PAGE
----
That was a good idea, and proved triumphantly successful; for, on
arrival at Montreux, the Chancery Barrister's portmanteau turned up all
right, the key innocently reposing on the handle, and, as subsequent
investigation showed, the contents untouched.

Our Manufacturer had a still better way, though, as was urged, he comes
from Yorkshire, and we of the southern part of the island have no chance
in competition with the race. He lost his luggage somewhere between
Dover and Paris, and has ever since been free from all care on the

Perhaps it was the influence of these varied incidents that led to a
scene of some excitement on our arrival at Montreux station. There,
what was left of our luggage was disgorged, and of fourteen packages
registered, only nine were visible to the naked eye. It was then the
Patriarch came to the front and displayed some of those qualities which
subsequently found a fuller field amid the solitude of the Alps.

We call him the Patriarch because he is a grandfather. In other respects
he is the youngest of the party, the first on the highest peak, the
first down in the afternoon with his ready order for "tea for ten," of
which, if the party is late in arriving and he finds time hang heavy on
his hands, he will genially drink five cups himself. With the care of
half a dozen colossal commercial undertakings upon his mind, he is as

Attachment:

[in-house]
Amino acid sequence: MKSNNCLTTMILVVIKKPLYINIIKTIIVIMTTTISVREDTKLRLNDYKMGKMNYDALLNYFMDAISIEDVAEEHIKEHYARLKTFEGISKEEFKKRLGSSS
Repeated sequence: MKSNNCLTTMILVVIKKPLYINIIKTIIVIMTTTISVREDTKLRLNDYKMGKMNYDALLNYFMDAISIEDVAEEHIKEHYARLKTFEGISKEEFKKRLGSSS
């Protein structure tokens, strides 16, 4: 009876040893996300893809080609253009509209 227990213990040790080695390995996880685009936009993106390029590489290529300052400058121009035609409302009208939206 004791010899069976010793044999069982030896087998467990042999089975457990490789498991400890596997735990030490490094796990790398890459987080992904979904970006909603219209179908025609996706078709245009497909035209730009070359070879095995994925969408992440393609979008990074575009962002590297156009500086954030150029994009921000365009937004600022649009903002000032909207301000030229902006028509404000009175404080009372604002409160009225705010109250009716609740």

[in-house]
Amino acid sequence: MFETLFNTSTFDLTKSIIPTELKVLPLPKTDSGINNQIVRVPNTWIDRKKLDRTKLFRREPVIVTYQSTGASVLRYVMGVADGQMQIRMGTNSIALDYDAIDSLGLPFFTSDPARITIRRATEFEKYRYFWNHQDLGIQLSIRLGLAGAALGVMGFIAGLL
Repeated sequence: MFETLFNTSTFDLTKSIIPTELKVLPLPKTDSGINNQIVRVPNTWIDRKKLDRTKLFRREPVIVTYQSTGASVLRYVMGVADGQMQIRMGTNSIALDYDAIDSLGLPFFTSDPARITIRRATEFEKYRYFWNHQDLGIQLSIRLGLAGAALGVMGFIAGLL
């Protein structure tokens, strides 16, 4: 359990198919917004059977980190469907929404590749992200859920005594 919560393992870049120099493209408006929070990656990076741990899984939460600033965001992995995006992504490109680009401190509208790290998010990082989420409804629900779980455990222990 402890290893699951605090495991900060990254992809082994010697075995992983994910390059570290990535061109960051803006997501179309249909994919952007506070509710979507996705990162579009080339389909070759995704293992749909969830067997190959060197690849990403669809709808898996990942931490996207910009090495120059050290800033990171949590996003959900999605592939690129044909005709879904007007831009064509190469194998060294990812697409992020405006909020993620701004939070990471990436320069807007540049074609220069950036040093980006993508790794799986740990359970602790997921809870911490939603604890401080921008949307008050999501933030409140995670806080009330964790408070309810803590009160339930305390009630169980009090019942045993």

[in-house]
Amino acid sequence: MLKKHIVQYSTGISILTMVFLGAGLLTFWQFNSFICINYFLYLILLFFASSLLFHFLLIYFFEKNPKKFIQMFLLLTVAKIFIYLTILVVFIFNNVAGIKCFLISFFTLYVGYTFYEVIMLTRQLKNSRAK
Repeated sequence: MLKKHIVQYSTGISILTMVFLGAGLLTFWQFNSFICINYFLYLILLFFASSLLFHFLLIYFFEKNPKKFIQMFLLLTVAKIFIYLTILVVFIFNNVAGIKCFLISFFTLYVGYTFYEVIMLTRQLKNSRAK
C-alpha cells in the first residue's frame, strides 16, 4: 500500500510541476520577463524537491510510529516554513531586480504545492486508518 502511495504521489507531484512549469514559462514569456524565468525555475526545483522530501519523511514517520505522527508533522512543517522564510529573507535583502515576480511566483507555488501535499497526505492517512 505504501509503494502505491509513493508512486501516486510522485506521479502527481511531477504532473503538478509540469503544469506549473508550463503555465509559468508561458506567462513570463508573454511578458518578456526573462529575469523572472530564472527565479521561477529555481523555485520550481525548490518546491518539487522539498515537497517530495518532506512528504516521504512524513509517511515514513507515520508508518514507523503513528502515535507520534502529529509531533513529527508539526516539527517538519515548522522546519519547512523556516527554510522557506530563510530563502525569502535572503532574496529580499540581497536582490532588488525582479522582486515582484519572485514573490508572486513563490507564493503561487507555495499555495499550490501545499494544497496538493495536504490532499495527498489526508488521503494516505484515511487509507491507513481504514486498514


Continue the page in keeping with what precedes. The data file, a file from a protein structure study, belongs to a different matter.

merry as a boy and as playful as a kitten. But when once aroused his
anger is terrible.

His thunder and lightning played around the station-master at Montreux
on the discovery of the absence of five packages. The Patriarch has a
wholesome faith in the all-sufficiency of the English language. The
station-master's sole lingual accomplishment was French. This
concatenation of circumstances might with ordinary persons have led to
some diminution of the force of adjuration. But probably the
station-master lost little of the meaning the Patriarch desired to
convey. This tended in the direction of showing the utter incapacity
of the Swiss or French nature to manage a railway, and the discreditable
incompetency of the officials of whatever grade. The station-master was
properly abashed before the torrent of indignant speech. But he had his
turn presently. Calmer inspection disclosed the fact that all the
fourteen packets were delivered. It was delightful to see how the
station-master, immediately assuming the offensive, followed the
Patriarch about with gesticulation indicative of the presence of the
baggage, and with taunting speech designed to make the Patriarch
withdraw his remarks--whatever they might have been. On this point